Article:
For investors based overseas, an entry strategy for India is highly important. To achieve tax efficiency with regard to taxability of gains on sale of shares, many companies opt to route the investments through an intermediate entity in a tax-friendly jurisdiction.
Typically, renewable energy companies in India procure equipment and services from overseas. In this scenario, contract structuring from a tax perspective helps renewable energy companies to achieve major tax efficiency upfront. In the case of multiple parties coming together and bidding as a consortium, contract structuring is critical to avoid the risk of the consortium being taxed as an Association of Persons.
In India, based on the nature of operation, different forms of entity can be established. Operating through a limited liability company by forming a joint venture/wholly owned subsidiary could be one of the possible options where the foreign company is looking at a long-term presence in India. However, one needs to rule out other relationships and entities before proceeding with these options.
In addition, the renewable energy sector is capital intensive, so investing companies need to carefully explore the options available for funding their projects and repatriating profits in a tax-efficient manner.
The taxation of EPC contracts offers various challenges and opportunities. The EPC contract can be structured as a single contract or as divisible contracts. The selection of either option can cause a huge impact on the tax costs and working capital of the project.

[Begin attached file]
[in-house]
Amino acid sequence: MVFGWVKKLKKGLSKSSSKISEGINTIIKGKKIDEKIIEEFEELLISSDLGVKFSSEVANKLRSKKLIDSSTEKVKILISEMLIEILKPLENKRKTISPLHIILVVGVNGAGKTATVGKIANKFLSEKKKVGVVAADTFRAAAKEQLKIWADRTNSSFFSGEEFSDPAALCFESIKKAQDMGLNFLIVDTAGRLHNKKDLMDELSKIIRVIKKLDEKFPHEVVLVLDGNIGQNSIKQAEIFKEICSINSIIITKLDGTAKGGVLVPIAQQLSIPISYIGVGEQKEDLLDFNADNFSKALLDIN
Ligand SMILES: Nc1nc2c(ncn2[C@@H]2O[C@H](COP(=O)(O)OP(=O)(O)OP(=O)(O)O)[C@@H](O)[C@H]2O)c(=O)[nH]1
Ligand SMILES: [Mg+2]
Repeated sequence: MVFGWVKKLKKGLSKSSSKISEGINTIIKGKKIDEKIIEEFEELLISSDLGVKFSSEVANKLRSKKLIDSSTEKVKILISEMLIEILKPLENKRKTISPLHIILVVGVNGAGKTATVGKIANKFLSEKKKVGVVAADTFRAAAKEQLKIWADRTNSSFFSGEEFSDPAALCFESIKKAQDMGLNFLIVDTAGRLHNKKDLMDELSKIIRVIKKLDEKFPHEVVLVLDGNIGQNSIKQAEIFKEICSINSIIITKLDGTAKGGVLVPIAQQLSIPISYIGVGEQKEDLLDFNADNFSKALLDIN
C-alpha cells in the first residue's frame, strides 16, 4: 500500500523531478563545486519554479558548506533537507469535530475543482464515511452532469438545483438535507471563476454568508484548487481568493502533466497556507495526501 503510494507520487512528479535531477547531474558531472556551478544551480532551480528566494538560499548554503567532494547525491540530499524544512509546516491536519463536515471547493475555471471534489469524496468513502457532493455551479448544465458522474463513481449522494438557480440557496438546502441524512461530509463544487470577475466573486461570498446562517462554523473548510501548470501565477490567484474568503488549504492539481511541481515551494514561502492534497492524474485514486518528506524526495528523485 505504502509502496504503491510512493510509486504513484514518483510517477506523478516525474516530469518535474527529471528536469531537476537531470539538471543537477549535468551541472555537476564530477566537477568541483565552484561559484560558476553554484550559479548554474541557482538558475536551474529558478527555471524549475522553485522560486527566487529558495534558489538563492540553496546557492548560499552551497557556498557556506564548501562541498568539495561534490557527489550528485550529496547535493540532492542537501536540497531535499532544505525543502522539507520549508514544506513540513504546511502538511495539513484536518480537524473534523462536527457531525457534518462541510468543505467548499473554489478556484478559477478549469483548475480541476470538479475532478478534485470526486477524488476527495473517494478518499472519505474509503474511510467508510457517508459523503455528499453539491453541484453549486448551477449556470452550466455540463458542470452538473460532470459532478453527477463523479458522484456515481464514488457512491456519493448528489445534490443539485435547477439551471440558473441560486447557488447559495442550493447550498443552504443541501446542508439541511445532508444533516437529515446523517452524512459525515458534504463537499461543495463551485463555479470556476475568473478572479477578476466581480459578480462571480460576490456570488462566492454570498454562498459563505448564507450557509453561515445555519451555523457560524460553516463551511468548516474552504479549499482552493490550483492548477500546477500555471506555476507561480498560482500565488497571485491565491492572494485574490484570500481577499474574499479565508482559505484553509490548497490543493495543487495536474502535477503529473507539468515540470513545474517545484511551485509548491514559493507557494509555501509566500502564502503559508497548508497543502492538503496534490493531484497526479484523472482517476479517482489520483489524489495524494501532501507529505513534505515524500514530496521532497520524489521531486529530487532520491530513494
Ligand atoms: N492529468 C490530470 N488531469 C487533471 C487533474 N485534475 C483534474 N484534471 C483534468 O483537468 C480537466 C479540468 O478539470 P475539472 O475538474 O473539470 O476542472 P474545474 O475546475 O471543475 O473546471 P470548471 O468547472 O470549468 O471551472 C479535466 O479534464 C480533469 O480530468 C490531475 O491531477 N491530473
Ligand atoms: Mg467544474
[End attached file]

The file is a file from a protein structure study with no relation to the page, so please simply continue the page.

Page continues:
The selection of schemes for the payment of indirect tax liabilities on renewable energy power plant construction offers various tax planning avenues for renewable energy power projects. Furthermore, any scheme can involve difficulties in compliance, such as a restriction on procurement of goods outside the state.
The procurement of goods and supply chain structuring play a vital role in the solar power project costs, since the tax rates are different for procurement of goods from outside India, from other states or from the same state.
Generally, the EPC contractor also undertakes the operation and maintenance of the power plant. The taxability of an Operation and Management (O&M) contract has been the subject of disputes in various decisions.
The exemption provided under the Customs and Excise Act is subject to various conditions and compliances. Hence, it is very important to ensure the compliance of the respective conditions as otherwise the benefits envisaged may not be available.
The proposed introduction of the Goods and Services Tax will also play a major role in the costing of a renewable energy power project.
Given the vast variety of tax and fiscal incentives available, one needs to quantify the tax cost and explore the structuring options, before planning the capex, at the tender/bid stage and also at the time of awarding contracts, so that tax costs are optimized.